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D2D China: The Economy Rears Its Head
Back alley GPU deals, China WFE and Nuclear Tidal Waves
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Semis and Deep Tech
Spacemit is designing a RISC V CPU and they just raised several hundred million RMB in their Series A fundraising round. There are a at least half dozen companies in China trying to build this kind of product, all raising eye-popping amounts. On the one hand it is great to see semis companies with big ambitions, raising big amounts and coming up with next-gen names. On the other hand, it is hard to see how the market can support even a fraction of them. Also, it would be great if US start-ups could pull off these kinds of funding rounds.
Memsonic, a company which seemingly no one had heard of before, is reportedly ready to ship BAW (fBar) filters to Huawei. We have been waiting for this kind of surprise for many years. Very little is known about the company and their products, let alone their yields and quality, but if this is true it is significant for the mobile RF industry.
Electric vehicle start-up Nio plans to launch their internally designed driving assistance chip in 1-2 years. On the other hand, handset maker Meizu, owned by car marker Geely, is scaling back their internal chip ambitions. One of the benefits of China’s frenetic pace of activity (and funding) is that it allows companies to move very quickly. We would not be surprised if more companies dip in and out and then back into the self-design market in coming years.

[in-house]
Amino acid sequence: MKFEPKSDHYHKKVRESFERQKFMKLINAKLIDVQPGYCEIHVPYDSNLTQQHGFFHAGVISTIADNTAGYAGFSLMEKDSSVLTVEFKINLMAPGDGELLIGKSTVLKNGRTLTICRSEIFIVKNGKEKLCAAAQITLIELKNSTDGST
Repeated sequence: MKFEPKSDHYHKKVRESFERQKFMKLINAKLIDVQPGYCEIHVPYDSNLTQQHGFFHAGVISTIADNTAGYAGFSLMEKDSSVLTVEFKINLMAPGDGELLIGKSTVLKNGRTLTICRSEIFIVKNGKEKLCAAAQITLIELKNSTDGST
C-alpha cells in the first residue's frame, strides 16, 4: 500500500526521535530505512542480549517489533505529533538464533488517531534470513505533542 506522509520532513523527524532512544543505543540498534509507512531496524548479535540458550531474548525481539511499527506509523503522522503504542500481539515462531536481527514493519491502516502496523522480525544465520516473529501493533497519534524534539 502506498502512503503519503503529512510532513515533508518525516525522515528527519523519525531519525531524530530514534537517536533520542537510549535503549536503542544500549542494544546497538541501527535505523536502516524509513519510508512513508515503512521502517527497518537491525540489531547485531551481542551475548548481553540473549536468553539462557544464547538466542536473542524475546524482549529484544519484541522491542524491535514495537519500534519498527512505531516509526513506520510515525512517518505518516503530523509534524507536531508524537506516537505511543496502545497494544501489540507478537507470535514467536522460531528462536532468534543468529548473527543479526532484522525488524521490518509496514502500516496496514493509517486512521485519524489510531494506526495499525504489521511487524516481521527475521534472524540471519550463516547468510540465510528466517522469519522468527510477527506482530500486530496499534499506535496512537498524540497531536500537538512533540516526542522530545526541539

Digitimes makes the case that as much as we are in a boom for AI chips and a boom specifically for AI chips in China, the market is too fragmented to promote healthy, sustainable growth.
Apparently, a third of RISC V cores were manufactured in China. RISC V has a lot of momentum right now, and China is a big part of that.
Auto IC maker Will Semi (韦尔股份) reported some dismal earnings and saw their stock down sharply. There are many who think Will is just the first causality of a coming blood bath in China’s Analog Semis stocks. As one market observed noted Profitability is the only hope.
Wuxi, a city in East China, announced a new set of policies to attract semis companies to town, seemingly with a focus on EDA companies. Worth reading to get a sense of the long list of incentives that local governments offer companies. Chinese government support of semis comes in many flavors beyond direct subsidies.
With the downturn in smartphones globally this year, TSMC was left with a lot of capacity at 7nm. This is being taken up by Chinese AI companies.